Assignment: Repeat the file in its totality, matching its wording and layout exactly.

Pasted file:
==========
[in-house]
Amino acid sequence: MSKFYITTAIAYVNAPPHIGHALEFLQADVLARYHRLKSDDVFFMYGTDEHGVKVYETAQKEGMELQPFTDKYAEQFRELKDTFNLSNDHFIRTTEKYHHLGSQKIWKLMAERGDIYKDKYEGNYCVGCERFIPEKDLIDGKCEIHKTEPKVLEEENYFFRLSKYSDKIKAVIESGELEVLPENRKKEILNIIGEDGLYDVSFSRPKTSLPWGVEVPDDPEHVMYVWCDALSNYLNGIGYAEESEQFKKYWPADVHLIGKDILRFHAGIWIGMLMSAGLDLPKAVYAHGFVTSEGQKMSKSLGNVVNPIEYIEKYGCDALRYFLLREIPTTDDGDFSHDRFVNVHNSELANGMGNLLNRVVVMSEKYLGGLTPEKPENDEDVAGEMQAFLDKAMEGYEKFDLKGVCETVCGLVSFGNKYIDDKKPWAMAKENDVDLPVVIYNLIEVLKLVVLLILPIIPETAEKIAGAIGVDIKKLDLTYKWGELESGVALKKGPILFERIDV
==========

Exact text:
[in-house]
Amino acid sequence: MSKFYITTAIAYVNAPPHIGHALEFLQADVLARYHRLKSDDVFFMYGTDEHGVKVYETAQKEGMELQPFTDKYAEQFRELKDTFNLSNDHFIRTTEKYHHLGSQKIWKLMAERGDIYKDKYEGNYCVGCERFIPEKDLIDGKCEIHKTEPKVLEEENYFFRLSKYSDKIKAVIESGELEVLPENRKKEILNIIGEDGLYDVSFSRPKTSLPWGVEVPDDPEHVMYVWCDALSNYLNGIGYAEESEQFKKYWPADVHLIGKDILRFHAGIWIGMLMSAGLDLPKAVYAHGFVTSEGQKMSKSLGNVVNPIEYIEKYGCDALRYFLLREIPTTDDGDFSHDRFVNVHNSELANGMGNLLNRVVVMSEKYLGGLTPEKPENDEDVAGEMQAFLDKAMEGYEKFDLKGVCETVCGLVSFGNKYIDDKKPWAMAKENDVDLPVVIYNLIEVLKLVVLLILPIIPETAEKIAGAIGVDIKKLDLTYKWGELESGVALKKGPILFERIDV